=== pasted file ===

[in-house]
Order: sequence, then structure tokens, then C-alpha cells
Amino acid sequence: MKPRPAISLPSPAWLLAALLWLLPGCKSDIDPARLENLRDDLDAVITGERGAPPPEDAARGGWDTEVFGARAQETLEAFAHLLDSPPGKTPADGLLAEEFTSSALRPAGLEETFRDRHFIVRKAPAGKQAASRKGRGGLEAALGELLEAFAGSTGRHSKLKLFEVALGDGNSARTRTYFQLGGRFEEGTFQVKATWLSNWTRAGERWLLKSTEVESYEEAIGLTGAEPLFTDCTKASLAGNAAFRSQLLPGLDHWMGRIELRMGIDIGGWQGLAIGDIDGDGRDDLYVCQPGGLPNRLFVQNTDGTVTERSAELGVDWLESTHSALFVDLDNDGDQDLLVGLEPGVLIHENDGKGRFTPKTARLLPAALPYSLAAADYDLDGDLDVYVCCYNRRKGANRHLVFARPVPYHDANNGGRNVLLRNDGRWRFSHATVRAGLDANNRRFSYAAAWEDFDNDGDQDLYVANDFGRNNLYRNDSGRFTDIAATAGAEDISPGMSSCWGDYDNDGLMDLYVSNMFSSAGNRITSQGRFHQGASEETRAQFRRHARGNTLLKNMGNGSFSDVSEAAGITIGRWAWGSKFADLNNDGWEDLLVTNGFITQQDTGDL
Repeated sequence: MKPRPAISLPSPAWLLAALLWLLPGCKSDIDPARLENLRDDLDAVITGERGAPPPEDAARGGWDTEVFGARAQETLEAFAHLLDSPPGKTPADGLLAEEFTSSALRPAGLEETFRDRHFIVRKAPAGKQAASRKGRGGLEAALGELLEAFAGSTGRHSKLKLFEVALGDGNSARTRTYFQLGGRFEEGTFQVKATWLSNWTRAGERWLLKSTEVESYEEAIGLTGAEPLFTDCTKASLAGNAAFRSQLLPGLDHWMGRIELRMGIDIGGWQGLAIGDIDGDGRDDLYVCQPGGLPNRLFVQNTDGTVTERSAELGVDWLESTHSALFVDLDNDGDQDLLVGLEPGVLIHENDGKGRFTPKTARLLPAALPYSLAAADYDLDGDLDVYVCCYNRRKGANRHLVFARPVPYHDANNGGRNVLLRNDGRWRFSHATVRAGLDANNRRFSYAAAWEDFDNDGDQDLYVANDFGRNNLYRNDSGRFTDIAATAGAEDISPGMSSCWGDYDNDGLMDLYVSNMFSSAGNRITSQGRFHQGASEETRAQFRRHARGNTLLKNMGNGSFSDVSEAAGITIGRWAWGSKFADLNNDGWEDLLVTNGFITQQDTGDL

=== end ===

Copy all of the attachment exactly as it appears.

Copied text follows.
[in-house]
Order: sequence, then structure tokens, then C-alpha cells
Amino acid sequence: MKPRPAISLPSPAWLLAALLWLLPGCKSDIDPARLENLRDDLDAVITGERGAPPPEDAARGGWDTEVFGARAQETLEAFAHLLDSPPGKTPADGLLAEEFTSSALRPAGLEETFRDRHFIVRKAPAGKQAASRKGRGGLEAALGELLEAFAGSTGRHSKLKLFEVALGDGNSARTRTYFQLGGRFEEGTFQVKATWLSNWTRAGERWLLKSTEVESYEEAIGLTGAEPLFTDCTKASLAGNAAFRSQLLPGLDHWMGRIELRMGIDIGGWQGLAIGDIDGDGRDDLYVCQPGGLPNRLFVQNTDGTVTERSAELGVDWLESTHSALFVDLDNDGDQDLLVGLEPGVLIHENDGKGRFTPKTARLLPAALPYSLAAADYDLDGDLDVYVCCYNRRKGANRHLVFARPVPYHDANNGGRNVLLRNDGRWRFSHATVRAGLDANNRRFSYAAAWEDFDNDGDQDLYVANDFGRNNLYRNDSGRFTDIAATAGAEDISPGMSSCWGDYDNDGLMDLYVSNMFSSAGNRITSQGRFHQGASEETRAQFRRHARGNTLLKNMGNGSFSDVSEAAGITIGRWAWGSKFADLNNDGWEDLLVTNGFITQQDTGDL
Repeated sequence: MKPRPAISLPSPAWLLAALLWLLPGCKSDIDPARLENLRDDLDAVITGERGAPPPEDAARGGWDTEVFGARAQETLEAFAHLLDSPPGKTPADGLLAEEFTSSALRPAGLEETFRDRHFIVRKAPAGKQAASRKGRGGLEAALGELLEAFAGSTGRHSKLKLFEVALGDGNSARTRTYFQLGGRFEEGTFQVKATWLSNWTRAGERWLLKSTEVESYEEAIGLTGAEPLFTDCTKASLAGNAAFRSQLLPGLDHWMGRIELRMGIDIGGWQGLAIGDIDGDGRDDLYVCQPGGLPNRLFVQNTDGTVTERSAELGVDWLESTHSALFVDLDNDGDQDLLVGLEPGVLIHENDGKGRFTPKTARLLPAALPYSLAAADYDLDGDLDVYVCCYNRRKGANRHLVFARPVPYHDANNGGRNVLLRNDGRWRFSHATVRAGLDANNRRFSYAAAWEDFDNDGDQDLYVANDFGRNNLYRNDSGRFTDIAATAGAEDISPGMSSCWGDYDNDGLMDLYVSNMFSSAGNRITSQGRFHQGASEETRAQFRRHARGNTLLKNMGNGSFSDVSEAAGITIGRWAWGSKFADLNNDGWEDLLVTNGFITQQDTGDL